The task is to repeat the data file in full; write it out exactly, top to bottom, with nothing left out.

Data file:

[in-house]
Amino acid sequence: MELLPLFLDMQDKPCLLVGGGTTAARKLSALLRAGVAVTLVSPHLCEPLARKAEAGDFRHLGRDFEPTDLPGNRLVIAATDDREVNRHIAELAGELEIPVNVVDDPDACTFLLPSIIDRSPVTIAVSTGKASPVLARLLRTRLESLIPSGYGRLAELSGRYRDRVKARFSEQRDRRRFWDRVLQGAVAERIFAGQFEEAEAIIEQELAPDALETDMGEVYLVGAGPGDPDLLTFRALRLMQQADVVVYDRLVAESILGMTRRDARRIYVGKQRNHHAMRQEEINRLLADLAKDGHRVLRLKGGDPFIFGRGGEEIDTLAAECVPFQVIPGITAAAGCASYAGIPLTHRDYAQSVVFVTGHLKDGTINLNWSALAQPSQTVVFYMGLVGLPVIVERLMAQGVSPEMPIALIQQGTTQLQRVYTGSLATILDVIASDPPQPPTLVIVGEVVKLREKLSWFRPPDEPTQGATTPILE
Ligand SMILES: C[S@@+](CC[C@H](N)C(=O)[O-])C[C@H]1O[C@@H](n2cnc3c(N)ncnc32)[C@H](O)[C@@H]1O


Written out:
[in-house]
Amino acid sequence: MELLPLFLDMQDKPCLLVGGGTTAARKLSALLRAGVAVTLVSPHLCEPLARKAEAGDFRHLGRDFEPTDLPGNRLVIAATDDREVNRHIAELAGELEIPVNVVDDPDACTFLLPSIIDRSPVTIAVSTGKASPVLARLLRTRLESLIPSGYGRLAELSGRYRDRVKARFSEQRDRRRFWDRVLQGAVAERIFAGQFEEAEAIIEQELAPDALETDMGEVYLVGAGPGDPDLLTFRALRLMQQADVVVYDRLVAESILGMTRRDARRIYVGKQRNHHAMRQEEINRLLADLAKDGHRVLRLKGGDPFIFGRGGEEIDTLAAECVPFQVIPGITAAAGCASYAGIPLTHRDYAQSVVFVTGHLKDGTINLNWSALAQPSQTVVFYMGLVGLPVIVERLMAQGVSPEMPIALIQQGTTQLQRVYTGSLATILDVIASDPPQPPTLVIVGEVVKLREKLSWFRPPDEPTQGATTPILE
Ligand SMILES: C[S@@+](CC[C@H](N)C(=O)[O-])C[C@H]1O[C@@H](n2cnc3c(N)ncnc32)[C@H](O)[C@@H]1O